Completely beside the point, but there are lots of different types of cells in the liver and the brain and the kidneys and so on and that is why they work differently, but leaving that aside (as I am not a biologist) --ReplyDelete
You seem to be squashing UG and FL together; and the acquisition of language (which seems to require rich domain specific UG) together with use and knowledge of language, (which don't).
So I kind of buy into the idea that one can derive properties of grammars from principles of computation -- this is kind of the research program of mathematical linguistics -- but I don't see how you could explain learnability in this paradigm. In your discussion of the Gleitman paper you were talking about how you needed a restricted hypothesis space -- where does that come from?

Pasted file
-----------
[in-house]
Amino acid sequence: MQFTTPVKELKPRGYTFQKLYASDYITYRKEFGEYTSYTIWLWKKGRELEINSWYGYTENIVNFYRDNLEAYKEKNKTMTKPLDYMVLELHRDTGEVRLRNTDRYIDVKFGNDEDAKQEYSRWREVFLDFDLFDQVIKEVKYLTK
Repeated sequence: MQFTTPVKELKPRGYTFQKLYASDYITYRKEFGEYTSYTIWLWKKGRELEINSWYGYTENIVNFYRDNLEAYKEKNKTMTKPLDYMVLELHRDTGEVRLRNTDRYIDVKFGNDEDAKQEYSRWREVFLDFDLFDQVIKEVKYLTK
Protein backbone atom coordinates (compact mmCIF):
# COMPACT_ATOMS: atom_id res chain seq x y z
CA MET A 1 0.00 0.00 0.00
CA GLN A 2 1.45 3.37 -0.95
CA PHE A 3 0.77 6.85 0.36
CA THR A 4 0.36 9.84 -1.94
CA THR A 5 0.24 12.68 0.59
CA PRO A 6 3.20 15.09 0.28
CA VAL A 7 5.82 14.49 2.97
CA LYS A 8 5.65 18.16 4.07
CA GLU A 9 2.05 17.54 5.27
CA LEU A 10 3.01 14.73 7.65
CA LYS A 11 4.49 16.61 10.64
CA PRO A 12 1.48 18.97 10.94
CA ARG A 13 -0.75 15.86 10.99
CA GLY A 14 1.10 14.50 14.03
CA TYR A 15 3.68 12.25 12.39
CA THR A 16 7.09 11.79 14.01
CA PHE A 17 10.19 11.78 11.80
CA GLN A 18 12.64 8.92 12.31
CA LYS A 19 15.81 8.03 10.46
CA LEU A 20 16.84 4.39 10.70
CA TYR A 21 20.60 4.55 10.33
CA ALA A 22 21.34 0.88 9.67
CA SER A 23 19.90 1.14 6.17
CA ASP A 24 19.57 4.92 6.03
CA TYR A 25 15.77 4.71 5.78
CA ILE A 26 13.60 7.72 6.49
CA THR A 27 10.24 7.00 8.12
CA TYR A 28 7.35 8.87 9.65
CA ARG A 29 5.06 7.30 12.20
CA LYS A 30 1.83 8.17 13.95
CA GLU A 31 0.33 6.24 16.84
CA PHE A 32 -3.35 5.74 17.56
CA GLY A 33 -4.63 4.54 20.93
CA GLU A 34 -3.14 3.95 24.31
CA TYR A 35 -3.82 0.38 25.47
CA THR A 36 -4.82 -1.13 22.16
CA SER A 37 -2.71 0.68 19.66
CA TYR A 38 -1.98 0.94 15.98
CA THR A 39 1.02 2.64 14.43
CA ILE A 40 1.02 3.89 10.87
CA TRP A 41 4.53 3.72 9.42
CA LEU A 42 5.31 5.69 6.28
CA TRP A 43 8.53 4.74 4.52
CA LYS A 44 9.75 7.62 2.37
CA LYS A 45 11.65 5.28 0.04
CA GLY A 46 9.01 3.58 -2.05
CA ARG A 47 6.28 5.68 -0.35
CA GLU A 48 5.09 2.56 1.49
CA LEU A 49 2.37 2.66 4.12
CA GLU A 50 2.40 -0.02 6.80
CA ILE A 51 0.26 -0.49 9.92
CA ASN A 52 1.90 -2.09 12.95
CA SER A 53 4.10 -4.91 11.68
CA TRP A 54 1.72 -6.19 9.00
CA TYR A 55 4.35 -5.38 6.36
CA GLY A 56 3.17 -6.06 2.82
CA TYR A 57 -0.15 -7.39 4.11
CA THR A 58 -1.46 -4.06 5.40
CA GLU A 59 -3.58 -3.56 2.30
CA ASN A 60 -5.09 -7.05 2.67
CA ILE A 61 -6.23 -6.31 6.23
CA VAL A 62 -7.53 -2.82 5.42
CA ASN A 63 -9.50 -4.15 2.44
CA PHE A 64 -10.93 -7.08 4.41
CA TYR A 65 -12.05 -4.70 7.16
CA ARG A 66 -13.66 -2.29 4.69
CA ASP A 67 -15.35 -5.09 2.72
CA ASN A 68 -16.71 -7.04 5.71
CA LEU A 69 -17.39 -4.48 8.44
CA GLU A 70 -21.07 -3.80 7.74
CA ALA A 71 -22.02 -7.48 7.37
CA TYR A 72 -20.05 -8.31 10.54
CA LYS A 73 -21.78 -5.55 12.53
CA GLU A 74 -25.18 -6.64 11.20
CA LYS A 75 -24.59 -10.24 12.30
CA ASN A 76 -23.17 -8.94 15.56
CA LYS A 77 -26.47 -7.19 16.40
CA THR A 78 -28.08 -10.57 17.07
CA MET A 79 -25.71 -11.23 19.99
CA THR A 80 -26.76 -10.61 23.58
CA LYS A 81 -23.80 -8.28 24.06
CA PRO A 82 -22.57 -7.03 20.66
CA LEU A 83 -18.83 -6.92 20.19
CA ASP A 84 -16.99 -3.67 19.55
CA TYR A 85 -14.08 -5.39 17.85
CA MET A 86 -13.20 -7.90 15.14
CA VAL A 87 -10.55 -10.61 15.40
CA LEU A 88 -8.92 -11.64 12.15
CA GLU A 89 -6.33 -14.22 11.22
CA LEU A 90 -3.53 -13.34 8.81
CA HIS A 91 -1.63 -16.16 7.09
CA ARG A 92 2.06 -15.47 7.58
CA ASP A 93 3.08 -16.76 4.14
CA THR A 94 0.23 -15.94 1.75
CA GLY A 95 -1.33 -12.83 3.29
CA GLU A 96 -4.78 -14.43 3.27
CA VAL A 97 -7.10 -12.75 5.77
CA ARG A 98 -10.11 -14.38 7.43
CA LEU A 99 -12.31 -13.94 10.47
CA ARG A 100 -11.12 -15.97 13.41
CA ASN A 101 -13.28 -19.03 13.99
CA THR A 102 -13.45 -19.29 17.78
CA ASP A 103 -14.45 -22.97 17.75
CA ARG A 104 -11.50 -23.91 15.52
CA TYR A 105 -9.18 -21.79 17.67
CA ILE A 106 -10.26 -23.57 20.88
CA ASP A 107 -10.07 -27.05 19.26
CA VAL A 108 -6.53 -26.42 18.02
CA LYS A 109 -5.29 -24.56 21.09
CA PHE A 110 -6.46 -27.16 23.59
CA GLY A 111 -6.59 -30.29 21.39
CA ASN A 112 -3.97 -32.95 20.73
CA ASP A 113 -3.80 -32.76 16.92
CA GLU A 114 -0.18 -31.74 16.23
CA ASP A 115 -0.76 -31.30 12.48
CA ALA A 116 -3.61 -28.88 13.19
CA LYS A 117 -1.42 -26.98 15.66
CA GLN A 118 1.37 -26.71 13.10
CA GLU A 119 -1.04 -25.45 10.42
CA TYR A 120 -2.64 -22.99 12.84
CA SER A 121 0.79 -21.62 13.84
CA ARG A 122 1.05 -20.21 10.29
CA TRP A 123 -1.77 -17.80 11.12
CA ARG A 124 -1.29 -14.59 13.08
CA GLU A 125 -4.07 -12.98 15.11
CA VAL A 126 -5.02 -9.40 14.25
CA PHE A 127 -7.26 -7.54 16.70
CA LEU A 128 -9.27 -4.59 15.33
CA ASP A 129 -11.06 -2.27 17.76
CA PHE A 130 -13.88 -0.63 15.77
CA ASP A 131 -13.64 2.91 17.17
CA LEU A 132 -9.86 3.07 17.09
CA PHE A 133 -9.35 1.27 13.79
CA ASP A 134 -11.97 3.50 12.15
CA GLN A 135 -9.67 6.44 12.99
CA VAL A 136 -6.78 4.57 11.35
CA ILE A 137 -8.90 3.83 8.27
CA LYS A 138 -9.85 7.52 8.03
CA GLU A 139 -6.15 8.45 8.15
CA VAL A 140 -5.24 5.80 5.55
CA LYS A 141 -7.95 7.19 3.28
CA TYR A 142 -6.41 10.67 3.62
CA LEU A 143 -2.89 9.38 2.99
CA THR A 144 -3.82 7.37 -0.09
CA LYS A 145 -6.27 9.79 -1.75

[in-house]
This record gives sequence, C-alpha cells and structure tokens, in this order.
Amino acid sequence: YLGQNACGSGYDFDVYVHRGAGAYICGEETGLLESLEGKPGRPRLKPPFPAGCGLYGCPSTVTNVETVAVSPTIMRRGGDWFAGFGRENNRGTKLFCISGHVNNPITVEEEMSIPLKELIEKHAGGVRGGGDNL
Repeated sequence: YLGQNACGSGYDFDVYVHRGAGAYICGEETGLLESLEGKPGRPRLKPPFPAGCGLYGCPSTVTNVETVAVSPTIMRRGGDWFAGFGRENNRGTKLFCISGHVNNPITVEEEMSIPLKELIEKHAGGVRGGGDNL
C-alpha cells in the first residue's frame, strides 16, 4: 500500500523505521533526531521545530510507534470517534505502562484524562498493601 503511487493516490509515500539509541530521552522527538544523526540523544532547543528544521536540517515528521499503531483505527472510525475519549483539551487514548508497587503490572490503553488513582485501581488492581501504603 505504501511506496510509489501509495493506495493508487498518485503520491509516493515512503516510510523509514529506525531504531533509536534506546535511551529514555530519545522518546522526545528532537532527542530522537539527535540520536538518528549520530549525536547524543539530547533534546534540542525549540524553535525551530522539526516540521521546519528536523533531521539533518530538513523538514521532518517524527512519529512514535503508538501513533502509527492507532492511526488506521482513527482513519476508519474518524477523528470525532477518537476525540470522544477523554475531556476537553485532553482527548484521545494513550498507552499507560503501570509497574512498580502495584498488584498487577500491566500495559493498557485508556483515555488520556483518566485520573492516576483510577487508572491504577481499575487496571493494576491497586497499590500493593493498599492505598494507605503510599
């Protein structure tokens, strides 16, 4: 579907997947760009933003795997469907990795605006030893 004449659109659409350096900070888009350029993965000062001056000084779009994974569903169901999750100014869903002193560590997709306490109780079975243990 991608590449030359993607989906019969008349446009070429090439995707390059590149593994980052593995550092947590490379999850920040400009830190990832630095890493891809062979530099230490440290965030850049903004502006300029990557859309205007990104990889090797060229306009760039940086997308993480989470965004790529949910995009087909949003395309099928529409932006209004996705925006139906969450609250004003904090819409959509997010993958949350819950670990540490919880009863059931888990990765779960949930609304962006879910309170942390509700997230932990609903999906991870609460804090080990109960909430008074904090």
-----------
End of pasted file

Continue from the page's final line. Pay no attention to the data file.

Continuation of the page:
I think this is the part of the MP that I have most difficulty understanding -- it slightly feels that you want to have your cake and eat it -- have a rich UG that solves the learning problem, but have a minimal UG that is evolutionarily plausible -- and I just don't see how the details of this will work out.
I'll also leave aside the biology.ReplyDelete